Official advice proclaiming electronic cigarettes are 95% safer than tobacco is under scrutiny due to the fact the study was based on research by industry-funded scientists. Public Health England (PHE) called last week for e-cigarettes to be prescribed on the NHS as part of this game changing study of medical evidence. The agency claimed that using e-cigarettes was 95 percent safer than smoking traditional cigarettes.
It has now emerged that its assertion relied on a 2014 study conducted by scientists in the pay of the e-cigarette industry. Experts warned last night that the conflict of interest raises serious questions about the report’s conclusions. Research by the respected Lancet medical journal reveals that the study relied heavily on evidence produced by industry-funded scientists.
Public Health England is responsible for protecting the nation’s health’ and ‘reducing health inequalities’. At a press conference to launch its report last week, Professor Kevin Fenton, PHE’s director of health and well-being, stated it was vital the public is told e-cigarettes are safe. A press release to accompany the launch said:
The current best estimate is that e-cigarettes are around 95 percent less harmful than smoking.
When journalists asked where the findings came from, they were shown a chart showing cigarettes with a 99.6 percent ‘harm score’, compared with 4 percent for e-cigarettes. The Lancet reveals that this claim, and the chart, originated from a study published in the journal European Addiction Research last year.
Three of the 11 authors of that study disclosed their role advising the e-cigarette industry in the original text of their paper. The editors of the journal went even further, issuing the article with a warning of ‘potential conflict of interest’. But PHE did not repeat the declaration of interests anywhere in its 111-page review.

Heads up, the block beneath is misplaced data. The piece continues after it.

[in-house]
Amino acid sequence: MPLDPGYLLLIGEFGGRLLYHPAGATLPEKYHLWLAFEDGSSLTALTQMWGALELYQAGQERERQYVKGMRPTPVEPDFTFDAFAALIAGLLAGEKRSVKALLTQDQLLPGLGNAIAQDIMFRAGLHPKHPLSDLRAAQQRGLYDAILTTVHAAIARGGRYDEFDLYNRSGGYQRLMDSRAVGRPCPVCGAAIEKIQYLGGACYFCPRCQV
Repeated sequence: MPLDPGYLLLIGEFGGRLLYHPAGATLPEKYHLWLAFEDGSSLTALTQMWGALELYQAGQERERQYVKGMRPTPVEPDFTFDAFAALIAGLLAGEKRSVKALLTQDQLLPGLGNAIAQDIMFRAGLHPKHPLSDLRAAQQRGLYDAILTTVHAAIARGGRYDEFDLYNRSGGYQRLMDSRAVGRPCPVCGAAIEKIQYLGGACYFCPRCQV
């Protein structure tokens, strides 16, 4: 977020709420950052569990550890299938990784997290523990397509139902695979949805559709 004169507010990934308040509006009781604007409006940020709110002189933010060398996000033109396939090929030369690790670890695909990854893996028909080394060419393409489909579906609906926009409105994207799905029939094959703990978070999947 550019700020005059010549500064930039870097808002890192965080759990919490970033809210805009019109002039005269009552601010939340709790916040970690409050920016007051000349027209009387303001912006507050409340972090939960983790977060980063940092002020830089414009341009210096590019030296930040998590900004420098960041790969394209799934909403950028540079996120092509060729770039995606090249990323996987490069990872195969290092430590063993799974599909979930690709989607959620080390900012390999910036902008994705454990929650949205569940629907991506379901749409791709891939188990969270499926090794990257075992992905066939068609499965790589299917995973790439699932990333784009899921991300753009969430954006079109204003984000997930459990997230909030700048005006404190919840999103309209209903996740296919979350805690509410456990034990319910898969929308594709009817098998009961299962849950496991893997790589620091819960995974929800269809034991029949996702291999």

Even the industry-funded scientists were cautious about the robustness of their research, warning that there was a ‘lack of hard evidence’ for their claims. That caution did not make it into the PHE report. Scientists generally agree they are far safer than tobacco, but concerns about long-term safety remain.
Last August, the World Health Organisation stated e-cigarettes should be banned indoors over fears that they could harm non-users. Last week’s PHE report was greeted with glee by the £340 million e-cigarette industry, and most public health experts and medical bodies also welcomed it.
But Dame Sally Davies, the Chief Medical Officer, stated:
People need to recognize they are not risk free, and they should only be used as a means to help smokers quit and stay quit.
In an editorial, The Lancet says PHE has based a ‘major conclusion’ on an ‘extraordinarily flimsy foundation’ and ‘has fallen short of its mission’. The original 2014 study was led by Professor David Nutt, the controversial former government drugs adviser. His team of 11 scientists included Italian addiction expert Riccardo Polosa, a consultant to e-cigarette distributor Arbi Group Srl, and to the pharmaceutical giants Pfizer and GSK.
Swedish scientist Karl Fagerstrom, another researcher, admitted to being a ‘consultant for most companies with an interest in tobacco dependence products’. And Jonathan Foulds, of Pennsylvania State University in the US, has links to several manufacturers of smoking cessation products, including Pfizer, GSK and Novartis. Public Health England insisted last night it would stand by its claims, saying a previous ‘expert review’ had already endorsed the findings.